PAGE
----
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Aaron Sahagun, Co-Founder

Alumwire Social Network CEO Aaron Sahagun

You may know first hand how difficult and frustrating it is to find that job or land that career while you’re still a student or a recent college alum. The University career center doesn’t cut it, Monster.com job postings that aren’t spam are one in a million and your friends “hook-ups” for jobs never work out. That’s when you turn to Alumwire.com, a social network dedicated to young adults looking to find great opportunities that match their skill set. Co-Founder and CEO Aaron Sahagun, 22, recently recognized by BusinessWeek as one of America’s Top 25 Entrepreneurs Under 25, takes a moment with The AsiaConnect magazine to talk about what makes his growing network bigger, badder and better than the rest. Learn more about Aaron Alumwire in this week’s Young & Professional Profile.


Alumwire, LLC


January 2006




Aaron Sahagun
Co-Founder and CEO




West Covina, California

Current residence

San Francisco, California


University of California, Berkeley, BS in Business Administration (2006)

Work Experience

Alumwire, LLC
Co-Founder and CEO

Associate Consultant

Deloitte and Touche, LLP
AERS Intern

Merrill Lynch
Assistant Financial Advisor


Half Filipino and Half Latino (My dad’s roots go back to Taiwan and my mom was born in Mexico and her roots go back to Lebanon)

About the company

Alumwire, LLC is a professional network with the mission to effectively consolidate the most important career resources for college alumni, students, and faculty, maximizing the career opportunities in the college market. Our unique content and partnerships with CareerBuilder and The Dow Jones allow us to be at the forefront of career resources. The only requirement to access Alumwire is an e-mail address with a “.edu” suffix or an invitation from an existing user. Alumwire’s vision is to be the one-stop shop in career resources for the college network beginning in the United States and eventually globally. Alumwire first began in Harvard and UC Berkeley.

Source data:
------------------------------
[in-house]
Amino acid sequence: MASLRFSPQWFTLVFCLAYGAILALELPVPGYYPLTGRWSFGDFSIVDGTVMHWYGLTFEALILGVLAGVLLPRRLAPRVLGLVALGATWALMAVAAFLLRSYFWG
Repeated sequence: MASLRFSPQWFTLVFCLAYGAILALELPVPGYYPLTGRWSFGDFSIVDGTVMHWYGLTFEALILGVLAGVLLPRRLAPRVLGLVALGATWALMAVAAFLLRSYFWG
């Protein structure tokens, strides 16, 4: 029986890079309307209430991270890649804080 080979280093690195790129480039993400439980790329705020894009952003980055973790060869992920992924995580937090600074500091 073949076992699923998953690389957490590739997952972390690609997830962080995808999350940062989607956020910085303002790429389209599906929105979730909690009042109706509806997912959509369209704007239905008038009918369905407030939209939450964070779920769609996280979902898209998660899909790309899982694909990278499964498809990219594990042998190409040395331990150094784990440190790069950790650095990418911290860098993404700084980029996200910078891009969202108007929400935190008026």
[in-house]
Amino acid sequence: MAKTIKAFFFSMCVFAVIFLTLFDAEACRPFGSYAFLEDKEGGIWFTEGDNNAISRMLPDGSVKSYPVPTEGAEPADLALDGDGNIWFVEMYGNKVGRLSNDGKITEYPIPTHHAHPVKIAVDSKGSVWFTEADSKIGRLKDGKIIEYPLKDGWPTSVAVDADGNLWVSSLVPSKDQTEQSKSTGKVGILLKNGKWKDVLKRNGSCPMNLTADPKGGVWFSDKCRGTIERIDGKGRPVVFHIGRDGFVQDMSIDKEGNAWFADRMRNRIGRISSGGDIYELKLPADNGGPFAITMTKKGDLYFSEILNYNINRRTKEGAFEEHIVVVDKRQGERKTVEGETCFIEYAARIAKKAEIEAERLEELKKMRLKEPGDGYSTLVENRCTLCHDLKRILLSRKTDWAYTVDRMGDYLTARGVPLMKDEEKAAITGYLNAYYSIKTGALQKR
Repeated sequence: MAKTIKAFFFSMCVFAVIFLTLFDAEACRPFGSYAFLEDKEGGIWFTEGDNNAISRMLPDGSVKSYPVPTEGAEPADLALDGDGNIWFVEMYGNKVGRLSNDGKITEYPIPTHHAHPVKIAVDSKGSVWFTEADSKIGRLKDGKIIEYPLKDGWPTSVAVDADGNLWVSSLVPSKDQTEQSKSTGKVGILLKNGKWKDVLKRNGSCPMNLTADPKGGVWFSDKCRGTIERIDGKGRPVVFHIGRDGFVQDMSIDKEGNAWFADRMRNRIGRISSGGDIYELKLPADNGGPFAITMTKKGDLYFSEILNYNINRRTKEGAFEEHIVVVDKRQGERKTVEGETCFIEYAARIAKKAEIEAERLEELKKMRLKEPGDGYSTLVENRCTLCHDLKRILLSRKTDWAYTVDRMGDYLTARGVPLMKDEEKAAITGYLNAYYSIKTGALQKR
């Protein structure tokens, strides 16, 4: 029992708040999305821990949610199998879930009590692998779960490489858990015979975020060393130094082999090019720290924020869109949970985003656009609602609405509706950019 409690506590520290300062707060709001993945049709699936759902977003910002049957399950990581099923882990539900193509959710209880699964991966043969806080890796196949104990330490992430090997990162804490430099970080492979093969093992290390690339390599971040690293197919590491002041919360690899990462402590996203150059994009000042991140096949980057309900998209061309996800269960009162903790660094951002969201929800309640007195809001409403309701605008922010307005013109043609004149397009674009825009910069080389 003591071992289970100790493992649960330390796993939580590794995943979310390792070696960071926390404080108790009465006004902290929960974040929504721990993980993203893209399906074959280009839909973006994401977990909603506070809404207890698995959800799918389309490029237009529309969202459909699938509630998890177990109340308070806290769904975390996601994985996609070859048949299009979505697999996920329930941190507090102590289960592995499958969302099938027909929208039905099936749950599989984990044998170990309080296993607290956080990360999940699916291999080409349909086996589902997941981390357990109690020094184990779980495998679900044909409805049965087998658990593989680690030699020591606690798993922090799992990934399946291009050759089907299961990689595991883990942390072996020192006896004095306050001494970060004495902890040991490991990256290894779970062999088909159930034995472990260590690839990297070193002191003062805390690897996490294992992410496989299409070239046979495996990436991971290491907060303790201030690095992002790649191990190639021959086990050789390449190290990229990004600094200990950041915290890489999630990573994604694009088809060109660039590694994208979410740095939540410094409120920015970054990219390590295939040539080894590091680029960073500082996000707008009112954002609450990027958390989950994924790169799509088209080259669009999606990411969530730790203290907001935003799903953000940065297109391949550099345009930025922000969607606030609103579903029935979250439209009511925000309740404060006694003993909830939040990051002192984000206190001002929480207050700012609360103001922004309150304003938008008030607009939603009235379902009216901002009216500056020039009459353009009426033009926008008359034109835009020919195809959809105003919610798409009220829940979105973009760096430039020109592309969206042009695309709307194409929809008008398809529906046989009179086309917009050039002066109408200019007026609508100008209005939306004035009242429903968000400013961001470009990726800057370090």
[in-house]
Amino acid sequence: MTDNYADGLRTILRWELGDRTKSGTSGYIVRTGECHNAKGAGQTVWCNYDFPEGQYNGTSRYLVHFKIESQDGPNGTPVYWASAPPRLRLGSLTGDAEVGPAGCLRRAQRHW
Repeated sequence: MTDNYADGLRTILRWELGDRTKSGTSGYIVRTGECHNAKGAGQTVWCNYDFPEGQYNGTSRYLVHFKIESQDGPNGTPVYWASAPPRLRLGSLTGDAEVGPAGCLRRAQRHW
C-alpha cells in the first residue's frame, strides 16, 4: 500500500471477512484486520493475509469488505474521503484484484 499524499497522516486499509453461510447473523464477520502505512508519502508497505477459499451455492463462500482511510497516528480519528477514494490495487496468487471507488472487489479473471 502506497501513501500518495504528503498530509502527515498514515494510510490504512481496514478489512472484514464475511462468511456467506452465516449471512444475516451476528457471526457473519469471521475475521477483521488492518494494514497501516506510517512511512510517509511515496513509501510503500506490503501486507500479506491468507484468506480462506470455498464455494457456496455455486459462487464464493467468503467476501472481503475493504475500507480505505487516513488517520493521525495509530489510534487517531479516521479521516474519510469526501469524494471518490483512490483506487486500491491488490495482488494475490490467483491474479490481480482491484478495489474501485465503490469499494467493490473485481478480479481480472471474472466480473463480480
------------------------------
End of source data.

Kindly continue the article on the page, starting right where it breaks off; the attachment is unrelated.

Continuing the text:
Most notable milestones

1. Co-Founders Aaron and Allan Sahagun Selected by BusinessWeek as “Top 25 Entrepreneurs Under the Age of 25”
2. Partnerships with CareerBuilder and the Dow Jones
3. The Facebook API and marketing efforts increase traffic, registered users, and revenue
4. Many people within the network have found jobs and have even found programmers for their startups, such as http://www.excelerade.com/. The programmer for that startup was found in Alumwire.
5. Our expansion to over 1,000 colleges in the United States.

What’s the niche?

Alumwire is an up and coming company that consolidates the most useful career resources through a professional network for those transitioning from college into the job market. We currently own this niche market.

What’s the biggest challenge?

The biggest challenge is growing fast enough in order to stay ahead of any potential competitors and keep up with the dynamic content that defines the current web market (web 2.0).

What’s in store for the future?

We plan on expanding to the whole UC System and Ivy League System. We will then expand to the UK, Germany, and Australia. We want to eventually find an effective way to help developing countries increase their standard of living via a professional network.

Who would you like to be contacted by?

I would like to be contacted by anyone that has an interest in “Web 2.0”, especially social networks.

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Best way to keep a competitive edge

Know your competitors as well as you know your own company if not more. Also, work smart, hard, and innovatively.

Guiding principle in life

Our lives are what our thoughts make of it. Therefore, think positively and dream big because if you can dream it, then it can happen.

Yardstick of success

The amount of people that are able to find career opportunities and increase their quality of life through Alumwire.

Goal yet to be achieved

I have not yet been able to find a way to effectively help developing countries via the Internet. Part of the reason is because many of these countries don’t have access.

Best practical advice

“Know every single part of your business in the same way that you should know every single part of yourself.” -My grandfather